11  General Politics / Individual Politics / Re: Opinion of the "Cromnibus" bill? on: December 12, 2014, 02:57:10 am
Trash, much like the Congress that approved it.
12  General Politics / U.S. General Discussion / Re: in other good news, GMO labeling loses in OR and CO on: December 11, 2014, 08:16:04 pm
Are they done counting? It looks like the margin is less than 1000 votes now.

Results are supposed to be certified on December 4 but Measure 92 (GMO labeling) had a small enough margin that it triggered a recount which looks like it'll be done by December 10: http://sos.oregon.gov/elections/Documents/M92%20Recount%20Log.pdf

Looks like the recount didn't change much: http://www.katu.com/politics/Oregon-GMO-labeling-proponents-concede-defeat--285521151.html

Quote
Dec 11, 2014

SALEM, Ore. (AP) - Proponents of an Oregon ballot measure requiring labels on genetically modified foods conceded defeat Thursday after a judge ruled against them and an automatic recount appeared unlikely to sway the outcome.

The Yes on 92 campaign said there are no legal options remaining that could lead them to victory.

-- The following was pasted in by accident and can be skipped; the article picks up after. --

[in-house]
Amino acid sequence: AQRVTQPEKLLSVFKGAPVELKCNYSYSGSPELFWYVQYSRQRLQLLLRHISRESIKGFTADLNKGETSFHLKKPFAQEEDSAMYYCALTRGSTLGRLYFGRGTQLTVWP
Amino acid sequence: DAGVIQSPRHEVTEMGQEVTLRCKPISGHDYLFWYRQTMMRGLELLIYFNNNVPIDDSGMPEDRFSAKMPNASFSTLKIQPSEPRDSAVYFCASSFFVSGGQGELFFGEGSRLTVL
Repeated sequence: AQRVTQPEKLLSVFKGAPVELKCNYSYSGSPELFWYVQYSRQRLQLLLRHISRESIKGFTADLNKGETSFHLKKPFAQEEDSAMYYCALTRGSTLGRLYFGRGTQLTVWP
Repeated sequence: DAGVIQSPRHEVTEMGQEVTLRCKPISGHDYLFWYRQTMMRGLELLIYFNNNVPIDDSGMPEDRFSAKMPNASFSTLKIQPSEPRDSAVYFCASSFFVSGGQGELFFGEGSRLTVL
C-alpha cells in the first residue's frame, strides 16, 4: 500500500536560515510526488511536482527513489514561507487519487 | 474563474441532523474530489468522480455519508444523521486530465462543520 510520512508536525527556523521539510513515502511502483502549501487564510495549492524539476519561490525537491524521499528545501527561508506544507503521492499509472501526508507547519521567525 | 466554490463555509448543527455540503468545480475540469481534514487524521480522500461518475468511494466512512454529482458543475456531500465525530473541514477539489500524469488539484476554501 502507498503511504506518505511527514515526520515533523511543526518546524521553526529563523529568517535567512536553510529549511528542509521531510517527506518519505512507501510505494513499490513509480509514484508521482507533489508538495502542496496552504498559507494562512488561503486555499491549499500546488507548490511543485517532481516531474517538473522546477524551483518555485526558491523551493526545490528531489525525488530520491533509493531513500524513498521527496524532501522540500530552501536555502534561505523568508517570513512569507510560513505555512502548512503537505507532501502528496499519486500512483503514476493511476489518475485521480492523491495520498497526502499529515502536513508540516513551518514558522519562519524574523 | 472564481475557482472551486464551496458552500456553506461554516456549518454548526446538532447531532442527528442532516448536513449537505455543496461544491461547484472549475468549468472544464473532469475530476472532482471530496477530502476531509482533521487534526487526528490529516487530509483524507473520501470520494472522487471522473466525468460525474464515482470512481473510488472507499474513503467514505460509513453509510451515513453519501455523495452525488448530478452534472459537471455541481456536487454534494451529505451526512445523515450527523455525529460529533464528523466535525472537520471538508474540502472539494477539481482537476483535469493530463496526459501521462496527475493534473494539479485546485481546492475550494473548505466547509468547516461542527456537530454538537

Quote
Measure 92 was defeated by just 812 votes out of 1.5 million, triggering an automatic recount. With two counties left to report their results, both of which opposed the measure in the initial tally, the recount has resulted in a net shift of just 11 votes in favor of the initiative.
13  General Politics / U.S. General Discussion / Re: "Cromnibus" Spending Bill - Averting a Shutdown on: December 11, 2014, 08:04:00 pm
Is there an article listing all the various provisions? This is the closest I could find:

http://www.washingtonpost.com/blogs/post-politics/wp/2014/12/09/whats-in-the-spending-bill-we-skim-it-so-you-dont-have-to/
14  Presidential Elections - Analysis and Discussion / U.S. Presidential Election Results / Re: Share interesting raw vote facts here on: December 11, 2014, 07:45:03 pm
If I'm doing the math right on the 2012 Presidential election, it looks like Republicans' raw vote margin in the 7 most populous states they won (TX, GA, NC, AZ, IN, TN, MO; population 72m) was entirely offset by the raw vote margin Democrats had in California (population 38m): 2.9m v 3.0m
15  General Politics / U.S. General Discussion / Re: California officials ponder all-mail voting on: December 11, 2014, 05:59:29 am
Yeah, that was mentioned in 2013. Here's a good article on it: http://www.wweek.com/portland/article-20766-no_license_to_vote.html

Quote
June 12th, 2013

A bill that could register as many as 600,000 new Oregon voters is in danger of dying without a vote.